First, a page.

What would you advise a young person who wants to pursue a career in sports media?

Don’t worry about where you start; figure out where you can learn AND network. Study where the industry you want to be in is going and find a company that is heading that way. Unlike when I broke into the industry almost 30 years ago, it’s not necessary to go to a mega-company to gain valuable experience. Whether you go with a startup or a large corporation, be willing to do whatever it takes to get more responsibility and take every opportunity to meet people who might be able to help you later. Make a good impression before you need something.

Is there a person who made a profound impact on your outlook on life? Can you share a story?

Many people know a little bit about Bethany Hamilton, but few people realize her incredible impact on others, even at an early age. When she was a thirteen-year-old aspiring surfer, Bethany survived a shark attack. A tiger shark severed her left arm, and she lost more than 60% of blood and was in hypovolemic shock. One month later, she was back in the water learning how to surf with only one arm. Since then, she has competed with some of the best surfers in the world. Her greatest impact comes by way of her indomitable spirit and generous heart. Bethany continues to use her platform to inspire youth athletes and amputees through various organizations including her very own, Friends of Bethany.

What are the “myths” that you would like to dispel about women and girls in sports?

Some people see female athletes on the world stage and assume they share the same rewards and lifestyles of their male counterparts. With very few exceptions, that’s just not true. In fact, in Forbes 2020 rankings of the highest paid athletes, only Naomi Osaka (29) and Serena Williams (33) cracked the top 50. If you look at the top 100 or even 500, the picture doesn’t get brighter. The USWNT has been advocating for equal pay for years. The defending Women’s World Cup champions play more games and have had more recent success, but they’re still fighting for equality. Naturally, inequality is also prevalent in media coverage, sponsorships, etc. You get the idea.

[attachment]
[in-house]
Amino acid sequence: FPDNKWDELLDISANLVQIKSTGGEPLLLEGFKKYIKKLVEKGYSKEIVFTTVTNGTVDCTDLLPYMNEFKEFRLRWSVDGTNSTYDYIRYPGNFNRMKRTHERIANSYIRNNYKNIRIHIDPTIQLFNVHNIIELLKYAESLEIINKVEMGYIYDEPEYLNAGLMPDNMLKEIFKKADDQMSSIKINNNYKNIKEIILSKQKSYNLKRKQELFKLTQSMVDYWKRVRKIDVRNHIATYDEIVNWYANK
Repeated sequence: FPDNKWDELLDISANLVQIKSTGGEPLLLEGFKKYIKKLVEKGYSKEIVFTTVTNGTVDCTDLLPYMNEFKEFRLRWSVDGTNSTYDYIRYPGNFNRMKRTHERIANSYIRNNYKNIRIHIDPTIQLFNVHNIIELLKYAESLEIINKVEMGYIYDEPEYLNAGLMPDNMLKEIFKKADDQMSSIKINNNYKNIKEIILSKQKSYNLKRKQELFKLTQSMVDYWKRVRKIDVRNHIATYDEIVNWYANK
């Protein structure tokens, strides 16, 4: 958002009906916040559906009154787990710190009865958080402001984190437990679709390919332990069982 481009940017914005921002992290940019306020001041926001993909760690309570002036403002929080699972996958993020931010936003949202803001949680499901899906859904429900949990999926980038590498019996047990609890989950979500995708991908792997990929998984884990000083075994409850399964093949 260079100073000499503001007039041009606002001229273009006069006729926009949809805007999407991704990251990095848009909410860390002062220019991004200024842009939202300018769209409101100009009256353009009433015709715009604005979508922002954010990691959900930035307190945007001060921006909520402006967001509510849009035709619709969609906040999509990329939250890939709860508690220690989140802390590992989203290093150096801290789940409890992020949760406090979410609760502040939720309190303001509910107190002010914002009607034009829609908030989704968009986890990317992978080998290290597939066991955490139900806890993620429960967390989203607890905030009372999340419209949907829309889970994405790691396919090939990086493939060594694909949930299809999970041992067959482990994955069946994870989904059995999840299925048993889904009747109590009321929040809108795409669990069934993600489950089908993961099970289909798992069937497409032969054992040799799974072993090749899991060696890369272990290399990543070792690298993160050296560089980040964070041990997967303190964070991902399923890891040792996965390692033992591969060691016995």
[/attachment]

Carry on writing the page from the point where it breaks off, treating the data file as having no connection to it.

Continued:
Another common myth is that girls aren’t fans or interested in playing sports. People say sports fans aren’t interested in reading about or watching women’s sports, people won’t pay for merchandise or go to live games, female athletes aren’t as talented or athletic as male athletes, and women’s sports are boring or not competitive The truth is that women, who make up half of the adult population, are huge sports fans. From a financial standpoint, the sports industry is missing out on a large amount of revenue by ignoring female fans.

Last, but certainly not least, is the idea that women’s sports receive its “fair share” of media coverage. It is estimated that media coverage for women’s sports is 4% of all sports coverage. Young girls who can see role models are naturally more interested in participating in sports and less worried about scrutiny because of negative stereotypes related to female athletes. GoodSport wants to do what we can to make sure that girls know they gain the life and leadership benefits that sports provide, even if they don’t become professional athletes. We want to celebrate and highlight female sport participation and showcase that there are many professional athletes who are successful in their game and life across many different sports and leagues.

Ok super. Let’s now move to the main part of our discussion. Can you describe the significant societal impact your organization strives to make? Can you share with us the meaningful or exciting causes you are working on right now?

Oftentimes, women’s sports and female athletes are left out of the sports conversation, unless it’s something negative. Coverage spikes for big events like the Women’s World Cup or Olympics but there is a lot of time with little media connection to approachable athletes who often have really dynamic and relatable life stories. Sure, most people know about superstars like Serena Williams and Megan Rapinoe, but other amazing female athletes and even professional sports leagues like the NWSL or the LGPA aren’t often on the mainstream sports fan’s radar. Not only are potential fans missing out but, importantly, more young girls lack access to role models in sports they may have an interest in playing.